This thesis undertakes a comprehensive analysis of asymmetric mutual fund performance on U.S. domestic equity funds, represented by nine value-weighted portfolios (based on their stated investment objectives). Daily data from 1st September 1998 to 30th June 2009 are used. In contrast to the bulk of the extant literature which relies a single regime model, this thesis assesses mutual fund performance in terms of stock selectivity, market timing and style timing across different states of the market where states are determined by regime-switching methods. The thesis comprises three related empirical essays. Each essay investigates one aspect of performance as its key focus.
The first empirical essay is presented in Chapter 2. It combines the regime-switching mechanism with the Carhart four-factor framework to model abnormal returns during high- and low-volatility markets. This model is extended by adding dividend yield and term spread as conditional information variables. Volatility is modelled as a generalized autoregressive conditional heteroskedastic (GARCH) process within each regime. In contrast to previous studies, the chapter finds no evidence of abnormal performance in either high- or low-volatility markets when daily returns are used. However, with the use of monthly data, there is evidence that mutual funds at the aggregate level perform better in recession than in expansion periods, which is consistent with previous studies. The results suggest that countercyclical performance found in the existing literature is possibly due to data frequency. On average, institutional funds exhibit greater exposure to size, value and momentum factors than retail funds. The model comparisons show that conditional regime-switching models are not clearly superior to their unconditional regime-switching counterparts.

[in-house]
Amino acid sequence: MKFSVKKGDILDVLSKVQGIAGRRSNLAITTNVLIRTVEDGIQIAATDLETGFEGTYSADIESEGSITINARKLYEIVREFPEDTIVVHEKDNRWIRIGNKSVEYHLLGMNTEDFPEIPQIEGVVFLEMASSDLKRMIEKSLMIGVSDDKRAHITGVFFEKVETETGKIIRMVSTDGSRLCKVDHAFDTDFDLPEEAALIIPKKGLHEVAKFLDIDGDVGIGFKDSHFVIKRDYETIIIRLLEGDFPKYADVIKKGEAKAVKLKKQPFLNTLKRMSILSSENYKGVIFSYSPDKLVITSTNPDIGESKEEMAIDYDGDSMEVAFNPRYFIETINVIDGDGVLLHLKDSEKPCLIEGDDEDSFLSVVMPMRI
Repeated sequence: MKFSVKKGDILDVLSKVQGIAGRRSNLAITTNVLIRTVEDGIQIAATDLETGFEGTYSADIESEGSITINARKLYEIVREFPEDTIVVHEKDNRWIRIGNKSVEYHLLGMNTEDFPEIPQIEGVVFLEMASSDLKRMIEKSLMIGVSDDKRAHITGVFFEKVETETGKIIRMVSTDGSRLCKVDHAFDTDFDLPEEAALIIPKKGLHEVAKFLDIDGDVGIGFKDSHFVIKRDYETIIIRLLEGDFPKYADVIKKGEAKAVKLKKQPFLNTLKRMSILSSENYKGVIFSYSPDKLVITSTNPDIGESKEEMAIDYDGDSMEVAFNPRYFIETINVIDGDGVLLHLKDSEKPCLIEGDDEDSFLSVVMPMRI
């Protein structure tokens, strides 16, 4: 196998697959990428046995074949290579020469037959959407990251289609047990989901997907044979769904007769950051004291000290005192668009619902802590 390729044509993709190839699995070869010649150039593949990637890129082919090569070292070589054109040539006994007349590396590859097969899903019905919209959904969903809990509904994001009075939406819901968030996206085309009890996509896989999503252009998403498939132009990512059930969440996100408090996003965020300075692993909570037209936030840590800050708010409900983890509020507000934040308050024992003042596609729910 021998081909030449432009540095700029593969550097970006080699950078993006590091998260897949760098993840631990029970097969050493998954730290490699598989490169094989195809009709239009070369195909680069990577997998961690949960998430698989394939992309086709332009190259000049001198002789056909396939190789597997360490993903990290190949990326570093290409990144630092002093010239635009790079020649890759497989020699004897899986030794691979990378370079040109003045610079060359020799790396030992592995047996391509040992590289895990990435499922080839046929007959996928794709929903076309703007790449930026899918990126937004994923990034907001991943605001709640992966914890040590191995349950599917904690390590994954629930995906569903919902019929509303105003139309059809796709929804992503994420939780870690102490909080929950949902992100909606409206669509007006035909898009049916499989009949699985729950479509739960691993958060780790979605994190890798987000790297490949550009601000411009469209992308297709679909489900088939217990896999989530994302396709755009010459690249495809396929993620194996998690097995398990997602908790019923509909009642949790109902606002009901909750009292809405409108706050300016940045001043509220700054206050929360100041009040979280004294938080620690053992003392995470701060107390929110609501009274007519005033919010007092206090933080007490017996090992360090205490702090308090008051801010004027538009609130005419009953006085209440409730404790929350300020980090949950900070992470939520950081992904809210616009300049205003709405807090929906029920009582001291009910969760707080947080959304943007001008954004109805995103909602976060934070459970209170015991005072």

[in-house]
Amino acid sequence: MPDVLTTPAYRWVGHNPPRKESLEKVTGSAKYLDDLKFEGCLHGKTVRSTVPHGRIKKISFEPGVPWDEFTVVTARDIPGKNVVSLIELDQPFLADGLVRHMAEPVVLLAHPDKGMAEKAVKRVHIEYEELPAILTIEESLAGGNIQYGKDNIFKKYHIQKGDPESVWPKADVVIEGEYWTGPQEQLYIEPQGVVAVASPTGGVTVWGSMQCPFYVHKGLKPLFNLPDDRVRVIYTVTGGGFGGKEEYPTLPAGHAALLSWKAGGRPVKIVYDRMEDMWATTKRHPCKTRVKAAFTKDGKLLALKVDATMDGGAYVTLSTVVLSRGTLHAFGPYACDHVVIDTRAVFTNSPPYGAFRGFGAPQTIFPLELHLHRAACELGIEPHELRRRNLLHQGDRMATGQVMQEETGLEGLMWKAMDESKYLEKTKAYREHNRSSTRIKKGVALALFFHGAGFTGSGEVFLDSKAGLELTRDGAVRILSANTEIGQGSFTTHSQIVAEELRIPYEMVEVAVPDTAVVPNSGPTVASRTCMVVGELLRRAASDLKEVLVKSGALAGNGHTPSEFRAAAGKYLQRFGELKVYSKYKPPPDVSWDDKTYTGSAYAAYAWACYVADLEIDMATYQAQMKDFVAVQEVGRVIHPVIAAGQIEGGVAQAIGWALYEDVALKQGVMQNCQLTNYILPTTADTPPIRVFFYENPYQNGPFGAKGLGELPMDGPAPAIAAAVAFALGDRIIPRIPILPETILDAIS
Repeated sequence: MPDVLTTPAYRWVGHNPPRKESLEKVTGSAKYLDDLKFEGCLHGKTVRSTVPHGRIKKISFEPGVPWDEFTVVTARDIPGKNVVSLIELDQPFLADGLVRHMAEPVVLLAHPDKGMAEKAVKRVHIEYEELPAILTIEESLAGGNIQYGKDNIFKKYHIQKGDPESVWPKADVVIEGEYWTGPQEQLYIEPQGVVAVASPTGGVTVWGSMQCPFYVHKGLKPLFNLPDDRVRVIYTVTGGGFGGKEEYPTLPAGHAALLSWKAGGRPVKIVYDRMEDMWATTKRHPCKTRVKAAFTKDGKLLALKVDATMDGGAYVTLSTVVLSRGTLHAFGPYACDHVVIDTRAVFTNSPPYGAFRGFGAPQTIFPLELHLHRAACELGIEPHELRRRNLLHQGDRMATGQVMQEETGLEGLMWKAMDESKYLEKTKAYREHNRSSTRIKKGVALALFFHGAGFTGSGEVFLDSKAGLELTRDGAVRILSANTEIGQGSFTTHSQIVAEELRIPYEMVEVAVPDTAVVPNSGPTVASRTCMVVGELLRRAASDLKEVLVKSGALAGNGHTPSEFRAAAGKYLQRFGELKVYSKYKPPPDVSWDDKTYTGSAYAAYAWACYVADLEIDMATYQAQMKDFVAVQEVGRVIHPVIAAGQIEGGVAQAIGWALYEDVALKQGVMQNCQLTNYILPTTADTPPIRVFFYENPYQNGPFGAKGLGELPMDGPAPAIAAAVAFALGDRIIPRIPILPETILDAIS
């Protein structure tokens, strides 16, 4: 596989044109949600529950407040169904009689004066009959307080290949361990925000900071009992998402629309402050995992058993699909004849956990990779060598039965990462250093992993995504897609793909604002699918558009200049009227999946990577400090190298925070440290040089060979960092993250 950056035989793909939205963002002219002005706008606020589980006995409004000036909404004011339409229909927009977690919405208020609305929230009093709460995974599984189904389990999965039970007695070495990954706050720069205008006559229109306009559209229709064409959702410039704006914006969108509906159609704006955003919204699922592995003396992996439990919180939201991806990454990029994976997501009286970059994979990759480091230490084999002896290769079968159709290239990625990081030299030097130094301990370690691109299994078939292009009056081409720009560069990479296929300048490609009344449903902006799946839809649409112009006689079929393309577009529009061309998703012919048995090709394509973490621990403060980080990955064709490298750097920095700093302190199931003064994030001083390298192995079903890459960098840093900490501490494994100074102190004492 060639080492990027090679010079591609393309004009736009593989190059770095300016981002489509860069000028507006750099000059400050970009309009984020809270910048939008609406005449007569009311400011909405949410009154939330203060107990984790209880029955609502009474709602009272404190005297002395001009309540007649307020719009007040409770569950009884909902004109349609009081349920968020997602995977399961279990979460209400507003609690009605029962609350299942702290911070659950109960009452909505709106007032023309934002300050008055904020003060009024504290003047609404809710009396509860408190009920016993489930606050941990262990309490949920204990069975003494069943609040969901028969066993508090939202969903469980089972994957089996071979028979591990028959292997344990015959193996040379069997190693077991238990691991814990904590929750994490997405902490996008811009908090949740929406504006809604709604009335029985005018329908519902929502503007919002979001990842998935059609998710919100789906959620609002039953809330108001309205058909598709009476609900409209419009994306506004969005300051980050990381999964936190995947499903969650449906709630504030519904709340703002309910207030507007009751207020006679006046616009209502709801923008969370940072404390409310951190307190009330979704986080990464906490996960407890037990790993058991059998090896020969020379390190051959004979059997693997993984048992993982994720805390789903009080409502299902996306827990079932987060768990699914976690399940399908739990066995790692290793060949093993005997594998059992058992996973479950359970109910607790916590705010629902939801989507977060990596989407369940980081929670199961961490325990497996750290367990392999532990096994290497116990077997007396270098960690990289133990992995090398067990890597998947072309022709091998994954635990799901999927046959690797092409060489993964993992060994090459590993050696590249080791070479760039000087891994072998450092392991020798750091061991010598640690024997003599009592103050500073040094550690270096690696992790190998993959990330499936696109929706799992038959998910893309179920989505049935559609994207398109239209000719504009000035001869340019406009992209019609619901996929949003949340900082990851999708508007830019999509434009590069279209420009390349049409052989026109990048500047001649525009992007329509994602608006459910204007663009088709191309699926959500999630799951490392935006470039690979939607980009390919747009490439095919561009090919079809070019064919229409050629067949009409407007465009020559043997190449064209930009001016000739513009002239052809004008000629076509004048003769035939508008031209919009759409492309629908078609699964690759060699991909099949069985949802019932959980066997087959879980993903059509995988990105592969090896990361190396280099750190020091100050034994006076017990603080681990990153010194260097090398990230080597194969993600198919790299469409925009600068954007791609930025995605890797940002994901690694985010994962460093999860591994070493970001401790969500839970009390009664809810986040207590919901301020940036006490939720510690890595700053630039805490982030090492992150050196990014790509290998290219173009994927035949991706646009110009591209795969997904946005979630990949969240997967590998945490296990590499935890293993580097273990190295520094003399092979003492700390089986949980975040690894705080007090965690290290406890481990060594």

The second essay is presented in Chapter 3. It addresses market timing issues. This empirical essay uses a GARCH-enhanced regime-switching framework overlayed on the Treynor and Mazuy (1966) unconditional model and the Ferson and Schadt (1996) conditional model. The results show that the regime-switching model captures asymmetric timing performance, whereas single regime models do not. It also shows that fund managers have significant perverse timing attributes in low-volatility markets, but not in high-volatility markets. When applying the conditional regime-switching timing model, there is weak evidence that conditional timing measures make mutual fund managers appear better at timing than they do when unconditional measures are used. On average, institutional fund managers’ timing performance is inferior to that of retail funds. The results are robust across sample periods.
Timing performance is further examined in the third essay, this time with a specific focus on style timing, which is presented in Chapter 4. The purpose of this empirical essay is to investigate the ability of mutual fund managers to alter their exposure to style factors and how their asset allocation decisions evolve over time in response to changing economic and market conditions. Three investment styles, size, value and momentum factors, are incorporated into the regime-switching model. The results show that, at the aggregate level, mutual fund managers exhibit significant negative market timing and value timing, and such perverse timing is largely attributable to the performance in low-volatility markets, rather than in high-volatility markets. The analysis of different fund categories reveals that retail fund managers appear to be less willing to consider style factor timing. It appears that institutional aggressive growth and growth fund managers tilt towards large stocks in low-volatility regimes whereas institutional income funds are more contrarian. The results also suggest that style timing ability can be misidentified as market timing if the timing model focuses only on market timing skills, which offers an alternative explanation to the puzzling empirical issue of perverse market timing.